A week-long bootcamp for The Voice was Piwa’s window to the music industry – and its cruelty.
At age 17, the singer-songwriter, then known as Tapiwa, was in California with her mom for rounds of auditions after a successful submission tape for the Snapchat edition of the NBC singing competition garnered recognition from judges Miley Cyrus and Adam Levine.
As part of a group told after a round of cuts that they were moving on to the national show, she and the other participants went home to prepare to leave their real lives behind for Hollywood. A few days later, after Piwa had coordinated her schedule with her high school to fit with the show’s timeline, the phone rang.
“I got a call from someone saying ‘Unfortunately, you’re unable to go to the next round at this time.’ I was just like, oh my gosh. It was so heartbreaking. Like you told me, you told me!” she recalls. “But it’s all good. The Voice, with all the auditions and meetings, taught me how the business side really works. It’s very much not an easy game. It’s gonna hurt sometimes, you’re not always gonna get that win.”
Luckily, Piwa didn’t take the missed opportunity to heart. “Them telling me that moment wasn’t my time on that show doesn’t mean I’m not a good singer or exclude me from opportunities after that,” she reconciles. “It’s about learning that things will come.”
While she didn’t make the final cut for the live show, the experience was a catalyst for her creativity upon her return home to Plano, Texas. Taking control, she built her presence on YouTube – crafting unique covers of songs from artists including Arctic Monkeys, Drake, and Hozier. Looking to pursue a degree applicable to her musical pursuits, her path then brought her to Columbia College Chicago.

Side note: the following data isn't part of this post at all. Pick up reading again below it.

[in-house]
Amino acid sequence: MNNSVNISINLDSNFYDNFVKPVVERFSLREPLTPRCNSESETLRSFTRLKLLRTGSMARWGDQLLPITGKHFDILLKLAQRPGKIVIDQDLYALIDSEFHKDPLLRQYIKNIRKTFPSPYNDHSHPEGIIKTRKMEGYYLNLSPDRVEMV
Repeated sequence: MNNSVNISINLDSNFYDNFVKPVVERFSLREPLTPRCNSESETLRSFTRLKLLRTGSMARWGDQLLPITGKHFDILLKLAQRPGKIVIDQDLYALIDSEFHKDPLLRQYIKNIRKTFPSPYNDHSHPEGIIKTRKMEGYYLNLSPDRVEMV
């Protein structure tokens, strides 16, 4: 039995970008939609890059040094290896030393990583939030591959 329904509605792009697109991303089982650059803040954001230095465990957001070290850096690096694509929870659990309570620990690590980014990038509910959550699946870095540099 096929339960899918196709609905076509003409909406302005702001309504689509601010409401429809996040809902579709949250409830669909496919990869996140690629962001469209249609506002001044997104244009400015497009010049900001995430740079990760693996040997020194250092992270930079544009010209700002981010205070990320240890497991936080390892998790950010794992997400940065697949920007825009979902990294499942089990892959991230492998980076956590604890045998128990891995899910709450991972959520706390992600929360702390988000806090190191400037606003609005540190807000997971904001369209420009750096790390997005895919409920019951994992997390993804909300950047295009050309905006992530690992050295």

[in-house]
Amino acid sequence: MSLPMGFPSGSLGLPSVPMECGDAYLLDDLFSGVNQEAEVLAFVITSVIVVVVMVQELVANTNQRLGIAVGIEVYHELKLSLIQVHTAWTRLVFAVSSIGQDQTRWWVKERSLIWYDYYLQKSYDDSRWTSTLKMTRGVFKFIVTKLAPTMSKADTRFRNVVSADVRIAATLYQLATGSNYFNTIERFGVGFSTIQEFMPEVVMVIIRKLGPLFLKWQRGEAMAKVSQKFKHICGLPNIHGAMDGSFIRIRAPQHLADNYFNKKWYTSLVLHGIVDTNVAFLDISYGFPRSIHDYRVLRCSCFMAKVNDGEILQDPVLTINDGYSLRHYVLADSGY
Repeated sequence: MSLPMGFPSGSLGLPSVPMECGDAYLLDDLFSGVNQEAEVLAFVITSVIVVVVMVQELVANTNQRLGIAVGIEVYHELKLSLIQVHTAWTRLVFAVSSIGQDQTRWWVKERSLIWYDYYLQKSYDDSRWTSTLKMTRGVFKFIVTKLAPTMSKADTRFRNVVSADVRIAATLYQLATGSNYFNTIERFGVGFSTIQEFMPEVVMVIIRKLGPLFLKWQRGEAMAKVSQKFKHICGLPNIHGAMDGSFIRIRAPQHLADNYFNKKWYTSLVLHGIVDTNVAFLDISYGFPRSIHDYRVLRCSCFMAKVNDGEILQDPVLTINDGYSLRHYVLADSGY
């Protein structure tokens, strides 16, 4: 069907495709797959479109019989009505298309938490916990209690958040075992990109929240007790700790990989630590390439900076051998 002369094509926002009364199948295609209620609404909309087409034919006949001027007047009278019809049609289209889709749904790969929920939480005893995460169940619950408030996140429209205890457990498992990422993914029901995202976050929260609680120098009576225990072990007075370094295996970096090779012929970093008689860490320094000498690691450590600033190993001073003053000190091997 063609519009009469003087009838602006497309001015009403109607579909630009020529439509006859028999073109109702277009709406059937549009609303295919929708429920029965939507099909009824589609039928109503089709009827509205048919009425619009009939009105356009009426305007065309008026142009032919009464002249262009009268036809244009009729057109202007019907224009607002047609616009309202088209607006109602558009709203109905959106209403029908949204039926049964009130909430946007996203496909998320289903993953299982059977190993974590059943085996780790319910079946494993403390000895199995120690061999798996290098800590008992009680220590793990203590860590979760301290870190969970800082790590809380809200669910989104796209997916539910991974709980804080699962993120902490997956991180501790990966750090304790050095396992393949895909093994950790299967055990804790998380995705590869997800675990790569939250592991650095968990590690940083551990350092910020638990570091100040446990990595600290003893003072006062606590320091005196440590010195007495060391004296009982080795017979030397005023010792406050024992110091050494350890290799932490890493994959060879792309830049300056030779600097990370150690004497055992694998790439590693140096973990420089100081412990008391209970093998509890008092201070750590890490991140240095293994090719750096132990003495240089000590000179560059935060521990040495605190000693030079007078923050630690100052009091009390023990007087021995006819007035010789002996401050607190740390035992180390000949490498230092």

Now 20, with several singles under her belt as the reinvigorated Piwa, she’s riding high on a wave of renewed artistic momentum.
After a year of delay due to the pandemic, she’s returned with “Bass Down.” Released Friday, February 26, the new single is a seductive, slinky call for an inconsistent lover to keep up, with an undercurrent of reggae flavoring its rhythms. But the antagonist “lover,” according to the artist, is her own anxiety and fears threatening her work. “It’s basically saying, ‘Step up.’ You’re here to show what you can do; what’s up,” she describes.
Show up, she did. Showcasing both her powerful low ends and playful higher register, her vocal experimentation is arguably her biggest evolution compared to previous tracks “Love Letters,” “Hundreds” and “Wave.”
“I really feel like [‘Bass Down’] is that song for me,” Piwa continues. “I’m here now. I took a whole year to just fucking work. I want to put myself out there for people to hear.”
As far as how it was written, she says the verse came in a freestyle as she sang over the instrumental she received one night from producer Sam Pontililo. To his surprise, she emailed him a quick vocal recording in the early hours of the following morning. It all came together with ease, she remembers, and was unlike any process the typically meticulous Piwa had been part of. “It was so nice to have that moment where it just flows,” she laughs, extending the roundness of the “o” sound. “It was really exciting.”